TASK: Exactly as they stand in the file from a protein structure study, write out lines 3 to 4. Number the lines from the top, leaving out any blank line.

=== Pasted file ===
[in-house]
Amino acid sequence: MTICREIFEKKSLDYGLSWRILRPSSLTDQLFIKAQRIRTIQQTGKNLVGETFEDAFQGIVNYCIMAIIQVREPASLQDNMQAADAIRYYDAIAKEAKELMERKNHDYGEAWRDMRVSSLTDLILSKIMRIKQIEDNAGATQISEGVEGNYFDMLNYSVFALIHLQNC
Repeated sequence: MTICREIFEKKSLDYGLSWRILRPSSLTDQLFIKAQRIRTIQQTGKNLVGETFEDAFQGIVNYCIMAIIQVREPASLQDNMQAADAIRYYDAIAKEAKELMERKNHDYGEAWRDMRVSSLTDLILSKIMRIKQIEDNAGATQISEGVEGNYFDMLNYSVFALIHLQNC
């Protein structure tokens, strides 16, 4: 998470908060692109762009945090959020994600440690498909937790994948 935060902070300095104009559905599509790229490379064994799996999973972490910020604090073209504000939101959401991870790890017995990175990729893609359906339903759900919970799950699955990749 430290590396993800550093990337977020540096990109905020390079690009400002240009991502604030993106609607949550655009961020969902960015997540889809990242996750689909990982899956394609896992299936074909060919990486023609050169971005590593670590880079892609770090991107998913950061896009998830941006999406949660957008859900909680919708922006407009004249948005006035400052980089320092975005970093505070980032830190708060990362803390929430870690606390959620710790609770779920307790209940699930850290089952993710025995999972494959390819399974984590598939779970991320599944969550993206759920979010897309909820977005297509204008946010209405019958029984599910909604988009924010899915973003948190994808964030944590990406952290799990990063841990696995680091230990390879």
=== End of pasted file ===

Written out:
Repeated sequence: MTICREIFEKKSLDYGLSWRILRPSSLTDQLFIKAQRIRTIQQTGKNLVGETFEDAFQGIVNYCIMAIIQVREPASLQDNMQAADAIRYYDAIAKEAKELMERKNHDYGEAWRDMRVSSLTDLILSKIMRIKQIEDNAGATQISEGVEGNYFDMLNYSVFALIHLQNC
């Protein structure tokens, strides 16, 4: 998470908060692109762009945090959020994600440690498909937790994948 935060902070300095104009559905599509790229490379064994799996999973972490910020604090073209504000939101959401991870790890017995990175990729893609359906339903759900919970799950699955990749 430290590396993800550093990337977020540096990109905020390079690009400002240009991502604030993106609607949550655009961020969902960015997540889809990242996750689909990982899956394609896992299936074909060919990486023609050169971005590593670590880079892609770090991107998913950061896009998830941006999406949660957008859900909680919708922006407009004249948005006035400052980089320092975005970093505070980032830190708060990362803390929430870690606390959620710790609770779920307790209940699930850290089952993710025995999972494959390819399974984590598939779970991320599944969550993206759920979010897309909820977005297509204008946010209405019958029984599910909604988009924010899915973003948190994808964030944590990406952290799990990063841990696995680091230990390879």